A suicidally disillusioned liberal politician puts a contract out on himself and takes the opportunity to be bluntly honest with his voters by affecting the rhythms and speech of hip-hop music and culture.
Recent college graduate Benjamin Braddock is trapped into an affair with Mrs. Robinson, who happens to be the wife of his father's business partner and then finds himself falling in love with her daughter, Elaine.
A mix of hip-hop and politics, after putting a hit out on himself Senator Bulworth becomes a MCing politician akin to a west African griot who isn't afraid to say anything he wants and can offend anyone he wants. Written by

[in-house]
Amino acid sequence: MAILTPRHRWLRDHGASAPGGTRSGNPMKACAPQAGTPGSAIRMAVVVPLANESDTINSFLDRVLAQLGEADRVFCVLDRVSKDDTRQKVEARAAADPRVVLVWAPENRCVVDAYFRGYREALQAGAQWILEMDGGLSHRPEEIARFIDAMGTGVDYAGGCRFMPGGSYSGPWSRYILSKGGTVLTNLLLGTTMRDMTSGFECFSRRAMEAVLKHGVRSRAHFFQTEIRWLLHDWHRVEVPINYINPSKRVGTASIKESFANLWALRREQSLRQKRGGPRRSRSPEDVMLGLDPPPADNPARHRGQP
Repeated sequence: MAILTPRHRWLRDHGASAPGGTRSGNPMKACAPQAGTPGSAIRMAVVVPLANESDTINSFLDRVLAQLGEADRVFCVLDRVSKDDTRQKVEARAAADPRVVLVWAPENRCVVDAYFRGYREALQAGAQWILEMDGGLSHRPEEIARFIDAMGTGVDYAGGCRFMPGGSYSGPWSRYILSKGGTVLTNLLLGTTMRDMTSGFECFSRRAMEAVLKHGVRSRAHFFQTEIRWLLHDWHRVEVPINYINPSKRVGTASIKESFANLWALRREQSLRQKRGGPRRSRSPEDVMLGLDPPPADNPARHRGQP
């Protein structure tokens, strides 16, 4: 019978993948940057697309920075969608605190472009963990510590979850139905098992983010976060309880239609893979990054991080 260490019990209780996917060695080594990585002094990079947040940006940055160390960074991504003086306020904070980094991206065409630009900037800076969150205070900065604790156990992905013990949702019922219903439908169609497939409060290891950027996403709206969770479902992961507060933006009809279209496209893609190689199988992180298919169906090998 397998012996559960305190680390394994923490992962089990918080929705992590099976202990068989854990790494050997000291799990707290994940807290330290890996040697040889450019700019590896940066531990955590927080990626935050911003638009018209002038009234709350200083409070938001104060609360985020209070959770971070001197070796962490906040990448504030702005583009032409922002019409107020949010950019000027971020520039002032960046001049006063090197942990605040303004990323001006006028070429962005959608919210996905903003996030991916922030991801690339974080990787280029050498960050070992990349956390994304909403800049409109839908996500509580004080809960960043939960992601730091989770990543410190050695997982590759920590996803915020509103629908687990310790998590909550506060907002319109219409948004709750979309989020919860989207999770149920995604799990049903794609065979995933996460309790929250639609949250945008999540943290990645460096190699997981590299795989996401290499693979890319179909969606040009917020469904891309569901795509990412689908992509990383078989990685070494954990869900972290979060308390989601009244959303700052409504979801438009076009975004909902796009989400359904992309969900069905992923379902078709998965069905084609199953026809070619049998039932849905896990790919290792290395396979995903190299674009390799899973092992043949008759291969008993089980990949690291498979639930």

You have to hand it to Warren Beatty, he redefines the term "maverick". He could be, like many of his contemporaries, taking it easy. Instead, "Bullworth". One of the most outrageously funny satires I've seen in a long time. Satire? Somebody asked me. Well yes, satire. A realistic, daring, clearheaded, masterful satire. We live in satirical times, we have no choice in the matter. It takes an artist of Beatty's caliber to turns things around and makes us laugh and shiver at this mess of our own making. After seeing "Bullworth" I felt compelled to revisit some of Beatty's earlier work as an actor or producer or director. From "Mickey One" to "Reds" passing through "Bonnie And Clyde" and "Shampoo" not to mention "Heaven Can Wait" Mr. Beatty's legacy is one of amazing consistency. As I smiled enjoying his funny portrayal in "The Roman Spring of Mrs. Stone" with Vivien Leigh, I thought: that beautiful man is not just a pretty face.
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